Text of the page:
Time Out for a Time In

Stressed out?  Probably.  It is a reality that most of us face. Some people say financial concerns cause stress. Others say their stress comes from a family situation. Many people find their jobs are the primary cause of stress. Whether you have too many things to do and not enough time to do them, or don’t give yourself the time to eat properly, or you have difficult relationships at home or at work, the source of stress is different for each of us. Though each one of us has different stressors, the effects of stress are what we might have in common. Stress, sometimes called the silent killer, has been blamed for all kinds of illnesses and disease: high blood pressure, depression, insomnia, and anxiety to name a few. And we want to avoid those. Here’s a list of tips for how to reduce your stress, enhance your self-awareness, take better care of yourself every day.

  1. Start Your Day with an Intention: When you get up, or when you arrive at work, set an intention for the day. Decide what you want to experience more of. Stick a post-it to your commuter to remind you what to pay attention to during the day. Maybe you want to see more kindness, efficiency, wisdom, inspiration, creativity, or awareness. You always will find what you are looking for so pay attention to what that is and anchor your awareness again and again to what really matters to you.
  2. Reconnect with Your Body.  Get in the habit of asking yourself, How do I feel right now? Notice and give yourself some slow deep breaths. The body and breath anchor you to the present moment (unlike the mind which often dwells in the past or future). Relax your body, whether sitting or standing. Feel your feet on the floor. Notice your weight and balance; relax your arms and hands. Straighten your spine. Relax your shoulders. Relax your face, your eyes, your jaw, your forehead. Pay attention to your body and breath at least three times a day.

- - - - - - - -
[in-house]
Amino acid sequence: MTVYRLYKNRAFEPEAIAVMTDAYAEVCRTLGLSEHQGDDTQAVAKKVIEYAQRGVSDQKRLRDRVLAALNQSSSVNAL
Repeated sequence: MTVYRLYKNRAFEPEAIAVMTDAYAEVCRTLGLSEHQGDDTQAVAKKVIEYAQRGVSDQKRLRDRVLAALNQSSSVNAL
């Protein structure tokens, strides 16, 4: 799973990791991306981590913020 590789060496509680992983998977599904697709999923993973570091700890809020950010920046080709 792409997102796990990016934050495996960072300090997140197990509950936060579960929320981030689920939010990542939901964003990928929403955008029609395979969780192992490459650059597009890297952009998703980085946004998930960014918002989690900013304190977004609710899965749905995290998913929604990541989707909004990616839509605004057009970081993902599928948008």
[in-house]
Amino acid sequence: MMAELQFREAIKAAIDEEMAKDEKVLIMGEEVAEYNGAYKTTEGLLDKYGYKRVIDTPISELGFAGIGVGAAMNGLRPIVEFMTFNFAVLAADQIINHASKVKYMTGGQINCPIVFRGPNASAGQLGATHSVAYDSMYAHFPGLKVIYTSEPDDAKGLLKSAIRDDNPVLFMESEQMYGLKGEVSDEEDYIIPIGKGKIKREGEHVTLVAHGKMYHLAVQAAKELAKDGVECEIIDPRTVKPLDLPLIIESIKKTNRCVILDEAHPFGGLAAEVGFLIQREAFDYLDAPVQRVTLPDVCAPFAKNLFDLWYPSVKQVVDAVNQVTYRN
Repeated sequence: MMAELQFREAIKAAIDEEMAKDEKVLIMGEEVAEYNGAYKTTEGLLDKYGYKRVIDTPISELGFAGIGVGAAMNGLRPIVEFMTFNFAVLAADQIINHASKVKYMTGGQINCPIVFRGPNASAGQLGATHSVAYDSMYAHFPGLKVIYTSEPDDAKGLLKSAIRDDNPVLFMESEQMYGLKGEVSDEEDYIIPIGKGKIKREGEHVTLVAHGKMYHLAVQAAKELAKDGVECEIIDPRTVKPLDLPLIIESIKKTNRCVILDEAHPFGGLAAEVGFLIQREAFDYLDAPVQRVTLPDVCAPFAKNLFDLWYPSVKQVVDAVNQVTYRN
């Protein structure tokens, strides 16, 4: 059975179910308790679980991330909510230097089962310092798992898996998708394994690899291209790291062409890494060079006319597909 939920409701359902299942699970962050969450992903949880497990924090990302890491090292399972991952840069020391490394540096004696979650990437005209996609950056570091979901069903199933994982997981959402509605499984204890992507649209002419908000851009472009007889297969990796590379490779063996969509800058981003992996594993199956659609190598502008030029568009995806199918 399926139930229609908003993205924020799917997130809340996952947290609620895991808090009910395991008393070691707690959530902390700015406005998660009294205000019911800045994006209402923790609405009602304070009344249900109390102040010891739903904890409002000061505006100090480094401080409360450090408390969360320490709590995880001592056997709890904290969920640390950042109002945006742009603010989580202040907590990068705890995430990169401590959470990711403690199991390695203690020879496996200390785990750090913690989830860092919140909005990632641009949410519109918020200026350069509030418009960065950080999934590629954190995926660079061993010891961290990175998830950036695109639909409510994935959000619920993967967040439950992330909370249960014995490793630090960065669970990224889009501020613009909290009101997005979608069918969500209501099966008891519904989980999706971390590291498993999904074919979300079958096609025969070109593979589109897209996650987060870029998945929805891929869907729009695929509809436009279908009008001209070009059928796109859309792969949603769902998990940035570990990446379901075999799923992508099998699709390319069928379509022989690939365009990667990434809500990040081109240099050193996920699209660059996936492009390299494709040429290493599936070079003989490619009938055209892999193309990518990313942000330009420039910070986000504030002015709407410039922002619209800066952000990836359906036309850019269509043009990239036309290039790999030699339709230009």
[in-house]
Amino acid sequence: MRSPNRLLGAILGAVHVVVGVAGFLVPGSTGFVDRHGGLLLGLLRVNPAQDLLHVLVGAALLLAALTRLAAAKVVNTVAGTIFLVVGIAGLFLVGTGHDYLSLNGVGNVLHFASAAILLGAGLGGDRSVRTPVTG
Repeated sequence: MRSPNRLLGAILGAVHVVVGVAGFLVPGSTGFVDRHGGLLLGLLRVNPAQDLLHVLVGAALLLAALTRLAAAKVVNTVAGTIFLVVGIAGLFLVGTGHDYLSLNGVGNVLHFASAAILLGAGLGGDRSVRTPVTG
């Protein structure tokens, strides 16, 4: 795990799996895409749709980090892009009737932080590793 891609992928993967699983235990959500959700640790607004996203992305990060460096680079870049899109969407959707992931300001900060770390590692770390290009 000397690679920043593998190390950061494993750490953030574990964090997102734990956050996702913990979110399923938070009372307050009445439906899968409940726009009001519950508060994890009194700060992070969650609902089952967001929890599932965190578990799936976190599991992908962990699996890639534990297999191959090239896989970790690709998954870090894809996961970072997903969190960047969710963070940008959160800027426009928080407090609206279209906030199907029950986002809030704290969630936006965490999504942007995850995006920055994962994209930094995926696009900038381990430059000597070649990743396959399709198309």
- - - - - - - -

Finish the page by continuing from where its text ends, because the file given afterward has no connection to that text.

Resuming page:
3. Take a Time out for a Time In: Sit in silence and meditate for 20 minutes each day. (All at once or two periods of 10 minutes each.) Get your power back and “re-source” your energy. Simply sit down, close your eyes, and as you breathe through your nose gently focus on the natural sensations of your breath. Don’t try too hard. Don’t worry about your thoughts. If you get distracted, refocus. Be kind to yourself. The stress will dissipate. Don’t wait for something magical to happen, instead, just do it. Come out slowly and you’ll feel happier, more creative, and fulfilled.
  4. Be Here Now: Your life is taking place one moment at a time. So it’s ideal to have your attention on this moment right now. This is where your life is. This moment, like all present moments, is when you have access to your creativity, inspiration, possibilities, even your inner wisdom and your emotions. When you notice you are focused on or worrying about the future more often than you are paying attention to the present moment, bring your attention back to the present moment by paying attention to your body or your breath.
  5. Make Ordinary Actions Mindful: It’s a practice that helps you to break out of your habitual responses and your “automatic pilot.” Choose a cue, such as your phone ringing, or passing a particular road sign on your way to work, or drinking a glass of water at your desk. Use the cue to be completely aware of what you are doing while you are doing it in a non-judgmental way. Bring your attention to the present moment, become aware of all your senses. Mindfulness reduces stress, increases self-awareness, and makes you aware of the choices available in each moment.